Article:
Chapter 6: Fundamentals of Cost-Effectiveness Analysis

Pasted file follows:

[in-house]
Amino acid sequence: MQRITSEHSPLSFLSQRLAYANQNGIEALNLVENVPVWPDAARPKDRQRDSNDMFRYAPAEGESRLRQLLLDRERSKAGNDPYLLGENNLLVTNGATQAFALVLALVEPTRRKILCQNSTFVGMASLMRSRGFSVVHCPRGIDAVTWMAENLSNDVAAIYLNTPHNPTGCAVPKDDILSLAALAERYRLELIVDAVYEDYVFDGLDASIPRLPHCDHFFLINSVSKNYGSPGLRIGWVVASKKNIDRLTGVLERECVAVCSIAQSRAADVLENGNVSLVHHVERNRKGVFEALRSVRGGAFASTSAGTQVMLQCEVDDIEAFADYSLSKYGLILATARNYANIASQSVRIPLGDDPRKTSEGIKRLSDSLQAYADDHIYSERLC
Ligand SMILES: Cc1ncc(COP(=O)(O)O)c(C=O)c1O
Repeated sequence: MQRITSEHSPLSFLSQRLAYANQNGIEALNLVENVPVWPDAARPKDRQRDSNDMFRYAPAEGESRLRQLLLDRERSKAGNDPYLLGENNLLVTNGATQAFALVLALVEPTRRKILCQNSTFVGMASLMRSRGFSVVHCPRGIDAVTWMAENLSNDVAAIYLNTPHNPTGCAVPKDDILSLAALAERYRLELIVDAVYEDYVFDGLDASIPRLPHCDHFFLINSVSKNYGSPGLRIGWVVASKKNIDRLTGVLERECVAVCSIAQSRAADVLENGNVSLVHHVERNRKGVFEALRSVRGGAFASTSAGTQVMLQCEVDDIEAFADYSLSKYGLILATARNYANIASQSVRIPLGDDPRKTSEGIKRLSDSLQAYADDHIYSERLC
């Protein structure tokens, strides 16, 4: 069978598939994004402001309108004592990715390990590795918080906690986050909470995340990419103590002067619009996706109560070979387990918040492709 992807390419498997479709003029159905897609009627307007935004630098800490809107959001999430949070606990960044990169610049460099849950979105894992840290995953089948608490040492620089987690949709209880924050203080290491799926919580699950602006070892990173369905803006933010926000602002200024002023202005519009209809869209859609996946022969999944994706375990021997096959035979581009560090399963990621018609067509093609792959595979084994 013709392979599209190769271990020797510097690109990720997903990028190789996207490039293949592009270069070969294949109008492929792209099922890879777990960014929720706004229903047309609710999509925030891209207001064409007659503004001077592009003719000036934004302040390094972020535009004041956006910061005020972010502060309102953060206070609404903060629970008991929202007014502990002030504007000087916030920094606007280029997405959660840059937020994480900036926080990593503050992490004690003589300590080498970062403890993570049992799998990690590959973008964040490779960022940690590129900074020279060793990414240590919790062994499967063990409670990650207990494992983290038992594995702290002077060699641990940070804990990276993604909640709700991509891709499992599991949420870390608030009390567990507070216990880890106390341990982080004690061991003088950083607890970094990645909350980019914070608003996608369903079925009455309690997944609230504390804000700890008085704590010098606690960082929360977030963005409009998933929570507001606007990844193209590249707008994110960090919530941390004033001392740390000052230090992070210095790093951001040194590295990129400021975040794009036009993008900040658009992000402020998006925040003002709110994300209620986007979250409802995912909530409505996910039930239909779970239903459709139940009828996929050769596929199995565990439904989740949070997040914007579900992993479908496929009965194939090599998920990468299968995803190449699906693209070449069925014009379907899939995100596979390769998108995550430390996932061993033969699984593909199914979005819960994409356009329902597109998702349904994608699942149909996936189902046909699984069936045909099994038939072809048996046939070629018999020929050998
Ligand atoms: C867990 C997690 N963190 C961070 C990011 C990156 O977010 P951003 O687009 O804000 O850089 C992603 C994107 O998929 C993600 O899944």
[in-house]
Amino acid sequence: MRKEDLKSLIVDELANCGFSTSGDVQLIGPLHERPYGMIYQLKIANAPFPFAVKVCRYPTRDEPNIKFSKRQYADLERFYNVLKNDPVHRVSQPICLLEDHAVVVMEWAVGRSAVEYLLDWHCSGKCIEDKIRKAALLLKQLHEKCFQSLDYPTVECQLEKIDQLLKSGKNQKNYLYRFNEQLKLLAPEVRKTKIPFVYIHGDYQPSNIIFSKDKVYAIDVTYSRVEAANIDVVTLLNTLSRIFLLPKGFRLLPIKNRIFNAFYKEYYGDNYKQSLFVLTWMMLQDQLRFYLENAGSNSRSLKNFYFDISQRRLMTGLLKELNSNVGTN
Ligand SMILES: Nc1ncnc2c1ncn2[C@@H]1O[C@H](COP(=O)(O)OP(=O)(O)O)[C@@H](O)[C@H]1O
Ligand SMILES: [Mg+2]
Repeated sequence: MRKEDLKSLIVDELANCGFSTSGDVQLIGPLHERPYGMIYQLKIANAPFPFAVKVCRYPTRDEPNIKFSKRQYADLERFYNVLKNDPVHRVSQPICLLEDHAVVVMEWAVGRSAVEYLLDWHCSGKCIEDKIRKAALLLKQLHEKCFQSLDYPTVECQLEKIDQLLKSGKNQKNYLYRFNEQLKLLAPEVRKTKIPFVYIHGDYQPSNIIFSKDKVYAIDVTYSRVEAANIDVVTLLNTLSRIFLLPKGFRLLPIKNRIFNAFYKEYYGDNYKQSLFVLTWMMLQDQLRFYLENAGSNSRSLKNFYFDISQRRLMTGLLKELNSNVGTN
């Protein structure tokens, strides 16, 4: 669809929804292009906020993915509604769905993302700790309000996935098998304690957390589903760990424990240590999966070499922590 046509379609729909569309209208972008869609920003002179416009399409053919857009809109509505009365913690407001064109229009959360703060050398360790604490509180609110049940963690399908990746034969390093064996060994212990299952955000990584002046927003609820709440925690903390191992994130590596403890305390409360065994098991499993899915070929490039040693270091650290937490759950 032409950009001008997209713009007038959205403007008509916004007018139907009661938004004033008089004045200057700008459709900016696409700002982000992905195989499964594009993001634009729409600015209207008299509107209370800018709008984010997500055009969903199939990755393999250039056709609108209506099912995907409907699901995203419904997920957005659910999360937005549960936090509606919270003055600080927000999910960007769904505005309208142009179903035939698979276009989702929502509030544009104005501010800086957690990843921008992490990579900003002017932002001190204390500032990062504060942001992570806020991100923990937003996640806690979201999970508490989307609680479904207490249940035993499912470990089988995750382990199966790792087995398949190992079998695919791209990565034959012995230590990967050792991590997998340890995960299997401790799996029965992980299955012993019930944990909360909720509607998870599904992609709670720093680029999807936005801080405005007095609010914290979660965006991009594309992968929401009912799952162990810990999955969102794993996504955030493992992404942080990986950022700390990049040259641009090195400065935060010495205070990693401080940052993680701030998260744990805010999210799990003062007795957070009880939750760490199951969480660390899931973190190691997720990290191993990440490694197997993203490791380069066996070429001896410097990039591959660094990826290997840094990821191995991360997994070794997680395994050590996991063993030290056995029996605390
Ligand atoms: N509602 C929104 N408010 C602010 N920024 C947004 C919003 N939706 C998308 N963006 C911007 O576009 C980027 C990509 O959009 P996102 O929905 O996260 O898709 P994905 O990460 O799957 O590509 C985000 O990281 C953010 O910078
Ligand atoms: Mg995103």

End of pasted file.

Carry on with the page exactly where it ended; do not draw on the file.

6. Fundamentals of cost-eﬀectiveness analysis 6.1 INTRODUCTION Here we start with the ﬁrst of two chapters on CEA, focusing on the basic principles. Unlike a CM, which only deals with costs, a CEA includes eﬀects as well as costs. The two are related by forming a cost-to-eﬀects ratio. What to include in this ratio is the ﬁrst topic under discussion. Then we present the underlying CEA decision-making model and illustrate how cost-eﬀectiveness calculations are to be made and interpreted. Because of the inherent shortcomings of CEA, we quickly turn attention to ways of converting CEA into CBA. The case studies are primarily devoted to showing how these conversion methods have been put into practice. 6.1.1 CEA as an Approach to Evaluation Unlike a CM study, a CEA looks at both the consequences (eﬀects) and costs of a procedure. A CEA looks at the amount of cost per unit of eﬀect: C / E. One can now compare across (some) programs. Moreover, one can allow for the fact that diﬀerent programs achieve their objectives to diﬀerent degrees. Thus, for instance, the cost per case detected can be used to make comparisons of screening programs for diﬀerent diseases. If one screening program can detect more cases than another, this is allowed for in the comparison. For CM one must have a given / ﬁxed level of output. On the other hand, there is a fundamental problem with a costeﬀectiveness (and cost–utility)...
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